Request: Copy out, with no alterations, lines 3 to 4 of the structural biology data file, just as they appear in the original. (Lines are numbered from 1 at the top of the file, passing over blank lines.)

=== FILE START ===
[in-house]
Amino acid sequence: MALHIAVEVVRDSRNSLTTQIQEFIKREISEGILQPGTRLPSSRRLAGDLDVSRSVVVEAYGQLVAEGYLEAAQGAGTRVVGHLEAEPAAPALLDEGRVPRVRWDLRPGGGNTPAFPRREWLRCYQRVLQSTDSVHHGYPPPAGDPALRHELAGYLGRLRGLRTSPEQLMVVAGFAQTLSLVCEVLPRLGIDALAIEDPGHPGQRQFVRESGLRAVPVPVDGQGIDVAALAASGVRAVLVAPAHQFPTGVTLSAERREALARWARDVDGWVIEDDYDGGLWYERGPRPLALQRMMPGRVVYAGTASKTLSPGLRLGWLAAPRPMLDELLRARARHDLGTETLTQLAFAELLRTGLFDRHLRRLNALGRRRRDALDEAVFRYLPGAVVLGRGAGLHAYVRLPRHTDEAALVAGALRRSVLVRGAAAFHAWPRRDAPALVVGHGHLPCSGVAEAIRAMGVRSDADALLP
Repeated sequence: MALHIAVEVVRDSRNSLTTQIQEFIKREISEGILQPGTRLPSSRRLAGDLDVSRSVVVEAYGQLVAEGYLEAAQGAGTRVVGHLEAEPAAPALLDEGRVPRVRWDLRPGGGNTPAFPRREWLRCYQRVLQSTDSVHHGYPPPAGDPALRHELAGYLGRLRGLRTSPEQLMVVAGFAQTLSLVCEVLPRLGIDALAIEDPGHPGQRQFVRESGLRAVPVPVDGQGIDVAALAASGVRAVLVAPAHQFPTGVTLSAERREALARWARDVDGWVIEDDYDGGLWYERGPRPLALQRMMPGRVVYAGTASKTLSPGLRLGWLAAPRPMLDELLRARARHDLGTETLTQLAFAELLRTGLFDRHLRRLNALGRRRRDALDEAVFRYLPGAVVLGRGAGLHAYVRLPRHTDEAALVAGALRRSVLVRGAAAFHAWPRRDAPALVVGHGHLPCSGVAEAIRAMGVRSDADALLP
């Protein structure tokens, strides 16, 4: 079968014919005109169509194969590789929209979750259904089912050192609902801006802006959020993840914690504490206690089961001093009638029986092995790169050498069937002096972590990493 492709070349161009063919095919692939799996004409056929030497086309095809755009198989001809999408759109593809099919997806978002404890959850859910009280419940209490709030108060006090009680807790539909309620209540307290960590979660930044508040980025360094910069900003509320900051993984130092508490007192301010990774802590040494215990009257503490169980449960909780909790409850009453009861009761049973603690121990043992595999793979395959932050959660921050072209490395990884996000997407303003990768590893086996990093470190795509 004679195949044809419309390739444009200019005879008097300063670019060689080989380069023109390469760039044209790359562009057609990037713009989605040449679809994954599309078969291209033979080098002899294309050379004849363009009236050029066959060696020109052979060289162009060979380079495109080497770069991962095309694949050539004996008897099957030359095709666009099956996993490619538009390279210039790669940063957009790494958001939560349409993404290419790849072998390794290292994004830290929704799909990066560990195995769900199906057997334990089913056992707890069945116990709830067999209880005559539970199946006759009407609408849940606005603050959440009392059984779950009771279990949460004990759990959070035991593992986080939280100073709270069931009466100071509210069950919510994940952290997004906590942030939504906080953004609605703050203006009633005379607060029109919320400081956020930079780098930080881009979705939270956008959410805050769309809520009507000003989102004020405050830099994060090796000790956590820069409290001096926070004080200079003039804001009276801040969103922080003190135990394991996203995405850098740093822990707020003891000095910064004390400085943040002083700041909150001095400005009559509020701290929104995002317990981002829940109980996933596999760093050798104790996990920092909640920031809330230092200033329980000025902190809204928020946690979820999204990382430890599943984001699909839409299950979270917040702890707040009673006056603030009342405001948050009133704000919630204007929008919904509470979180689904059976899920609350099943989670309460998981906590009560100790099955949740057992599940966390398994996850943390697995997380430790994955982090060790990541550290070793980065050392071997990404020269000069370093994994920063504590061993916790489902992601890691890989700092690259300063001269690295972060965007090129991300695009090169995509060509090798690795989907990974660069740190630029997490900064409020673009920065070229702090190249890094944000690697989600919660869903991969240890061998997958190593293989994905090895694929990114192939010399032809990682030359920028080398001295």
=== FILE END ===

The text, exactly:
Repeated sequence: MALHIAVEVVRDSRNSLTTQIQEFIKREISEGILQPGTRLPSSRRLAGDLDVSRSVVVEAYGQLVAEGYLEAAQGAGTRVVGHLEAEPAAPALLDEGRVPRVRWDLRPGGGNTPAFPRREWLRCYQRVLQSTDSVHHGYPPPAGDPALRHELAGYLGRLRGLRTSPEQLMVVAGFAQTLSLVCEVLPRLGIDALAIEDPGHPGQRQFVRESGLRAVPVPVDGQGIDVAALAASGVRAVLVAPAHQFPTGVTLSAERREALARWARDVDGWVIEDDYDGGLWYERGPRPLALQRMMPGRVVYAGTASKTLSPGLRLGWLAAPRPMLDELLRARARHDLGTETLTQLAFAELLRTGLFDRHLRRLNALGRRRRDALDEAVFRYLPGAVVLGRGAGLHAYVRLPRHTDEAALVAGALRRSVLVRGAAAFHAWPRRDAPALVVGHGHLPCSGVAEAIRAMGVRSDADALLP
């Protein structure tokens, strides 16, 4: 079968014919005109169509194969590789929209979750259904089912050192609902801006802006959020993840914690504490206690089961001093009638029986092995790169050498069937002096972590990493 492709070349161009063919095919692939799996004409056929030497086309095809755009198989001809999408759109593809099919997806978002404890959850859910009280419940209490709030108060006090009680807790539909309620209540307290960590979660930044508040980025360094910069900003509320900051993984130092508490007192301010990774802590040494215990009257503490169980449960909780909790409850009453009861009761049973603690121990043992595999793979395959932050959660921050072209490395990884996000997407303003990768590893086996990093470190795509 004679195949044809419309390739444009200019005879008097300063670019060689080989380069023109390469760039044209790359562009057609990037713009989605040449679809994954599309078969291209033979080098002899294309050379004849363009009236050029066959060696020109052979060289162009060979380079495109080497770069991962095309694949050539004996008897099957030359095709666009099956996993490619538009390279210039790669940063957009790494958001939560349409993404290419790849072998390794290292994004830290929704799909990066560990195995769900199906057997334990089913056992707890069945116990709830067999209880005559539970199946006759009407609408849940606005603050959440009392059984779950009771279990949460004990759990959070035991593992986080939280100073709270069931009466100071509210069950919510994940952290997004906590942030939504906080953004609605703050203006009633005379607060029109919320400081956020930079780098930080881009979705939270956008959410805050769309809520009507000003989102004020405050830099994060090796000790956590820069409290001096926070004080200079003039804001009276801040969103922080003190135990394991996203995405850098740093822990707020003891000095910064004390400085943040002083700041909150001095400005009559509020701290929104995002317990981002829940109980996933596999760093050798104790996990920092909640920031809330230092200033329980000025902190809204928020946690979820999204990382430890599943984001699909839409299950979270917040702890707040009673006056603030009342405001948050009133704000919630204007929008919904509470979180689904059976899920609350099943989670309460998981906590009560100790099955949740057992599940966390398994996850943390697995997380430790994955982090060790990541550290070793980065050392071997990404020269000069370093994994920063504590061993916790489902992601890691890989700092690259300063001269690295972060965007090129991300695009090169995509060509090798690795989907990974660069740190630029997490900064409020673009920065070229702090190249890094944000690697989600919660869903991969240890061998997958190593293989994905090895694929990114192939010399032809990682030359920028080398001295």